I love nachos, but they don’t love me. If they did, then the platter wouldn’t be so overstuffed with deliciousness! It’s really hard to practice portion control when you’re facing all those chips.
To make my life easier, I love to make individual nachos. These handheld bites have everything that makes a nacho great: crispy corn tortilla chip, meat or beans or both, tangy salsa, cheese, sour cream, olives if you wish. They’re perfect for leftover meats like pulled pork. And, of course, they’re gluten free!
These nachos are also great for parties where you don’t want to serve a big messy platter of food. Figure three chips (or one corn tortilla) per guest, and load them up with your favorite toppings!
Socca, and its cousins farinata, cecina, tortillata, or fainá (among others), is probably the best gluten-free bread you’ve never heard of. At its most basic, it consists of three ingredients: chickpea (garbanzo bean0 flour, water, and olive oil. These ingredients are mixed together, the batter is poured into a hot pan or skillet, baked until crisp and brown.
Simple, huh? As you can imagine, any food that simple has be delicious and flexible. Socca (and relatives) takes on different flavors based on how you choose to season it. Want to keep it basic? Fresh rosemary is traditional. Thyme is delicious. Za’atar is unusual — or not, since this dish has a Middle Eastern cousin. Even Indian spices work well here.
Socca is traditionally thin and a bit crisp on the outside, but still flexible. Farinata, or those I’ve encountered, are a bit thicker. Much of the final product depends on how thick your batter is — for the recipe, I’m suggesting a medium-weight batter. Make it thicker or thinner according to your taste.
Hint: since this is a great flatbread, you can also treat it a bit like a pizza, with great toppings!
For a few years, I had the nutty idea that healthy appetizers should be served at parties. I slipped them in alongside chips and dips. It sorta worked…the chips and dip always disappeared, and, yes, people went for the carrots and celery. Because they were even better covered in onion dip.
Since commercial dried onion soup mixes can contain gluten (as of this writing, it contains a barley product), I had to come up with my own recipe. Luckily, there’s nothing I enjoy more than letting onions caramelize on the stove while I’m making other foods for a party. This recipe makes a good amount of dip — adjust ingredients to fit the number of people you’re feeding.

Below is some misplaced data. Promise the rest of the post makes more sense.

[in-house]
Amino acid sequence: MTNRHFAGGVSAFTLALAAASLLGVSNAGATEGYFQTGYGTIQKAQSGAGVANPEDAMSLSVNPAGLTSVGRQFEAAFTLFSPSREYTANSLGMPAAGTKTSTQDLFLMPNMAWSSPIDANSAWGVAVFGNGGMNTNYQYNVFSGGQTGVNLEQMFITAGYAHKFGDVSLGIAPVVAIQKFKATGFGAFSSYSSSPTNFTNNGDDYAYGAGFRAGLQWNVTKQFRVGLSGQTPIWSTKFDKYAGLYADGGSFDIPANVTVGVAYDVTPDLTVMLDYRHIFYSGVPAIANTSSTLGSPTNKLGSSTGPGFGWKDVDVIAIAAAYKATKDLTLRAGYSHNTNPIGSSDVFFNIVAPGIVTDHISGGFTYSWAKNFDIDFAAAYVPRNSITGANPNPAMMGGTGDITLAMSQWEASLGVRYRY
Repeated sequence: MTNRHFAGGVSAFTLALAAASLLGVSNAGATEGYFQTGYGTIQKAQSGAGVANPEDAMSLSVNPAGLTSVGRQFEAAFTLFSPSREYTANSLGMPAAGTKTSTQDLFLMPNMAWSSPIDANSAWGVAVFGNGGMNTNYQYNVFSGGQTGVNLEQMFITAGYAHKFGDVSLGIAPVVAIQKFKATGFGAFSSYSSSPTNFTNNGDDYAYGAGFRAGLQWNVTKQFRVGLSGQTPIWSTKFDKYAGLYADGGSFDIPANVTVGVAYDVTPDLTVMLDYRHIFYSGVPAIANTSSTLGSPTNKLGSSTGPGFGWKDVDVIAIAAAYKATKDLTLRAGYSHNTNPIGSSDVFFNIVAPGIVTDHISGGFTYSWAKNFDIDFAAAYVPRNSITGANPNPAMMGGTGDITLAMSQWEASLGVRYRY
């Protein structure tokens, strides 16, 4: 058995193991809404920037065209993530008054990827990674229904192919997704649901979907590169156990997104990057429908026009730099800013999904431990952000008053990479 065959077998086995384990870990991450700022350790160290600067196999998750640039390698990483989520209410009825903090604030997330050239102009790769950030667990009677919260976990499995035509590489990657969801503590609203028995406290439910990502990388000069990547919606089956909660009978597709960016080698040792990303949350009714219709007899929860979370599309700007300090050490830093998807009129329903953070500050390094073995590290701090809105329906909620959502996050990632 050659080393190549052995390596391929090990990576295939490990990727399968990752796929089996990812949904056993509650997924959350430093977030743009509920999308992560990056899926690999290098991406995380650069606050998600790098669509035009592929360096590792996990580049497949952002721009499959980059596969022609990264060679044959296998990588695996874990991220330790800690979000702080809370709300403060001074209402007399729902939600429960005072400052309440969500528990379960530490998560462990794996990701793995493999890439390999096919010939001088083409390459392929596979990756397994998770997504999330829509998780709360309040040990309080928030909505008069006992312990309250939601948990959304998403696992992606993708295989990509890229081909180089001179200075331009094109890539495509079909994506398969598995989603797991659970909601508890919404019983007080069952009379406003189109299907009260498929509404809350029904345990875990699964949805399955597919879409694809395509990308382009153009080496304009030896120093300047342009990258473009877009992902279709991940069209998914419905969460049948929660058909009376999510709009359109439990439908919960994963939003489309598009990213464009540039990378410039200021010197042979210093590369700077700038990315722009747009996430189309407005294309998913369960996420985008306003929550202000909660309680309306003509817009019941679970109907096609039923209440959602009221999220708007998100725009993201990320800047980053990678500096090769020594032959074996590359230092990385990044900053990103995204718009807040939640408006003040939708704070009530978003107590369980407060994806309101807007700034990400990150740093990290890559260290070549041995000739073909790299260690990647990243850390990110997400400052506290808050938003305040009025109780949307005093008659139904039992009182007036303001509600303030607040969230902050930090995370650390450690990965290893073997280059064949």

And don’t be surprised to find every bit of it gone by the end of the evening!
I started craving pickled carrots after a great chirashi at a Japanese restaurant. A chirashi is, essentially, a dish of sushi rice topped with an assortment of fish. This particular meal came with about four tiny pickled carrots…and, oh, they were good.
So while I was making my own chirashi, I thought “I have carrots, I have time, I want pickled carrots.” And they were so easy. I served them that night, but they keep for about a month in the refrigerator, meaning that lovely pickly flavor keeps building over time.
[box type=”note” style=”rounded” border=”full”]You can use this basic recipe to pickle other kinds of vegetables as well[/box]
Nachos are the ultimate party food (and, sometimes, main course). They’re great for those parties where sitting around and munching is an essential part of the gathering. As with so many dishes, Nachos are a flexible food: other than a base of tortilla chips and a good amount of gooey cheese, what you put on your dish is your business.
A note about nachos: they can made vegetarian or with your favorite type of meat.
If you wish to make your own guacamole, find the recipe here.
While I usually serve these during my annual holiday party, they’re great any time of year. They cook up quickly and require only a few ingredients, particularly corn syrup — something I seem to always have around the house.
For many years, I pretended I didn’t know how to make guacamole. My husband, swearing he had one half of a top secret recipe, insisted guacamole was man’s work. Of course, since he only had half the recipe (the avocado half, from what I can tell), this meant, well, no homemade guacamole.
Needless to say, this wasn’t workable on any level, so I just, you know, started making my own guacamole. It’s really quite simple — the ingredients are very flexible. And, since I live in Southern California, getting my hands on fresh avocados is so easy. One note: the texture of guacamole can range from creamy smooth to chunky — it’s all about your preferences.
One note: Many grocery stores carry vacuum-packed avocados in the deli/fresh foods section, and I am here to tell you they taste terrific.